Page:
The United States Supreme Court just made it easier for real estate brokers to charge flat fees and generally test the market with different fees structures. In a unanimous decision in the case of Freeman v. Quicken Loans, Inc., No. 10-1042, slip op. at 1 (May 24, 2012), the U.S. Supreme Court confirmed that Section 8 of RESPA prohibits settlement service providers from: (a) sharing revenue or other benefits with referral sources; and (b) accepting benefits from making referrals to other settlement service providers. Section 8 of RESPA doesn’t regulate fees charged by settlement service providers, and therefore RESPA doesn’t prevent brokers from charging flat fees, on their own, or in addition to percentage commissions.
In order to violate Section 8 of RESPA, there needs to be three parties: (1) a consumer; (2) a settlement service provider; and (3) someone else who receives or sends a spiff for a referral. As long as a settlement service provider, such as a real estate broker, charges a fee and doesn’t tip the referring source, there is no violation of Section 8 of RESPA. (Of course, entrepreneurs get creative trying to disguise broker gratitude-that is another topic.)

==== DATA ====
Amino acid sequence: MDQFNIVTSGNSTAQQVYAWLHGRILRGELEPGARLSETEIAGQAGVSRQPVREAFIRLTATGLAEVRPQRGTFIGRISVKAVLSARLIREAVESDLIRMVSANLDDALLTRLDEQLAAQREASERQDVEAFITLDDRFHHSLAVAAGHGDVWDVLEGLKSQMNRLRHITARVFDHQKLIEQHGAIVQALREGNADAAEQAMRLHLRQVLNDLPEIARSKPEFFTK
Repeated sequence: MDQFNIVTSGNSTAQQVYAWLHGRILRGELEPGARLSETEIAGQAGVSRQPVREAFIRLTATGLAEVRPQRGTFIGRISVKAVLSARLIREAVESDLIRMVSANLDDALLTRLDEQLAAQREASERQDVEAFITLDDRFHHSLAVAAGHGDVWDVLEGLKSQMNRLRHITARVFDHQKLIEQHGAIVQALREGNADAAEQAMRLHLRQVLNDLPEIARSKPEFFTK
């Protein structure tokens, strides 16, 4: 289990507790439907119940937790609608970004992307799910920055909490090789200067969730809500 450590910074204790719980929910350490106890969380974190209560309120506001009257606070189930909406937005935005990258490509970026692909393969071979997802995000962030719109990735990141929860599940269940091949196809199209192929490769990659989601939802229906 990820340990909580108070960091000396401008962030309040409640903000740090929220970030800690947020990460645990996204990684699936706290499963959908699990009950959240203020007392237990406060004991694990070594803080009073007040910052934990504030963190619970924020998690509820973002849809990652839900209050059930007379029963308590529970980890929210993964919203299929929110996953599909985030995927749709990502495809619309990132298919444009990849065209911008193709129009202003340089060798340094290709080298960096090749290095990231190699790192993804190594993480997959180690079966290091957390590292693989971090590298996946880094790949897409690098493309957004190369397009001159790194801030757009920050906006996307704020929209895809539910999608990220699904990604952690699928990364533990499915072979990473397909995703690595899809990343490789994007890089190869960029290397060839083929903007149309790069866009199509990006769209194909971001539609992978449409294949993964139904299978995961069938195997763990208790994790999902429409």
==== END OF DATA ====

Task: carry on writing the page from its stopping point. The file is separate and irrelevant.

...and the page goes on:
Quicken Loans was a mortgage loan case and didn’t address the natural fee splitting that occurs within a real estate office, raising a mere smidgen of uncertainty about how the holding might apply to real estate brokerage firms. “Creative” plaintiffs’ lawyers may argue that Section 8 of RESPA still applies to fees shared among the different stakeholders within a real estate brokerage firm. Regardless, theQuicken Loans holding substantially reduces the risk for brokerage firms who charge flat fees. Essentially, the market place, not RESPA or the courts, is the check on keeping these fees reasonable.